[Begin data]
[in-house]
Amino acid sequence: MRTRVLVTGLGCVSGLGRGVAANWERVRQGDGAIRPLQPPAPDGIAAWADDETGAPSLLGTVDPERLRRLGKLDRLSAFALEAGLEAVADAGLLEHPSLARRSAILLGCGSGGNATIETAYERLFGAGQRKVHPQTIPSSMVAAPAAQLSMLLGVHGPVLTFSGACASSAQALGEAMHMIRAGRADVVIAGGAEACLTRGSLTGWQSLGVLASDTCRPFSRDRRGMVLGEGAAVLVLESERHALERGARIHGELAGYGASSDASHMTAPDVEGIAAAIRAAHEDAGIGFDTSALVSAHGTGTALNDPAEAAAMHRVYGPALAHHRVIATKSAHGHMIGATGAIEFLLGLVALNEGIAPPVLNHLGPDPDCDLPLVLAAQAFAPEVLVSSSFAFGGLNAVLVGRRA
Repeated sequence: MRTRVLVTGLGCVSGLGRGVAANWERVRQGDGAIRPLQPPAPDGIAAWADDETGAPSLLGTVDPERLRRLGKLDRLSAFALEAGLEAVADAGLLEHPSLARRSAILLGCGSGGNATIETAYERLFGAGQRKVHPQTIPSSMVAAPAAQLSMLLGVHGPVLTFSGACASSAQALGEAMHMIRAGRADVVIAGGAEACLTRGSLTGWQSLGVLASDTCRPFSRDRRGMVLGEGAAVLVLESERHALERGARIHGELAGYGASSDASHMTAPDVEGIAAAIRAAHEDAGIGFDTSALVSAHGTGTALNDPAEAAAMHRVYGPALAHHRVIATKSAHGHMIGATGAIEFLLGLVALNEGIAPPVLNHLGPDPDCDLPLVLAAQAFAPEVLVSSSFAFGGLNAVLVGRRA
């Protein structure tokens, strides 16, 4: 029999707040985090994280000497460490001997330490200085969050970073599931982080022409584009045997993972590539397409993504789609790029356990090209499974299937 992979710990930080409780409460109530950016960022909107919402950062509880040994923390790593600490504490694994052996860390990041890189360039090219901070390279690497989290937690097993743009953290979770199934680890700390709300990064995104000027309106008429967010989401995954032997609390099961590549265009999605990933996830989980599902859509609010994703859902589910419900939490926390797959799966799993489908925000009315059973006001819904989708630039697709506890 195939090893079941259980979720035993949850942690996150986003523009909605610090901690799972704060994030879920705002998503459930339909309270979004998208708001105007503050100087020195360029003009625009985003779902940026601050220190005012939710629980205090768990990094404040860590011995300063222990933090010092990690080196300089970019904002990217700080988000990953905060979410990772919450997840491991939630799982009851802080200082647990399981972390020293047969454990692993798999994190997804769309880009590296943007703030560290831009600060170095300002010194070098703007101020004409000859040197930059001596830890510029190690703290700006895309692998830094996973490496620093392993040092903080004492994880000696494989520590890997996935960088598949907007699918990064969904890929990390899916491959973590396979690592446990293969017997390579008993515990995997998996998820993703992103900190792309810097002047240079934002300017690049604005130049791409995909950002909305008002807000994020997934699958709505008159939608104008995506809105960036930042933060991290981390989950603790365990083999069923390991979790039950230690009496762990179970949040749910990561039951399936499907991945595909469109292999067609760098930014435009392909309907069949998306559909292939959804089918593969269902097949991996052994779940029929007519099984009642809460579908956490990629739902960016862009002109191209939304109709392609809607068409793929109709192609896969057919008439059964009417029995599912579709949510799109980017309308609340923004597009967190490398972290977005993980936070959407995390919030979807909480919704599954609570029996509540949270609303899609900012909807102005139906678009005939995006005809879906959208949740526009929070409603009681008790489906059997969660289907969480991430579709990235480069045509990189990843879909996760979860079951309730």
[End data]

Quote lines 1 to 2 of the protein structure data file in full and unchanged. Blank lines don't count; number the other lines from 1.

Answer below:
[in-house]
Amino acid sequence: MRTRVLVTGLGCVSGLGRGVAANWERVRQGDGAIRPLQPPAPDGIAAWADDETGAPSLLGTVDPERLRRLGKLDRLSAFALEAGLEAVADAGLLEHPSLARRSAILLGCGSGGNATIETAYERLFGAGQRKVHPQTIPSSMVAAPAAQLSMLLGVHGPVLTFSGACASSAQALGEAMHMIRAGRADVVIAGGAEACLTRGSLTGWQSLGVLASDTCRPFSRDRRGMVLGEGAAVLVLESERHALERGARIHGELAGYGASSDASHMTAPDVEGIAAAIRAAHEDAGIGFDTSALVSAHGTGTALNDPAEAAAMHRVYGPALAHHRVIATKSAHGHMIGATGAIEFLLGLVALNEGIAPPVLNHLGPDPDCDLPLVLAAQAFAPEVLVSSSFAFGGLNAVLVGRRA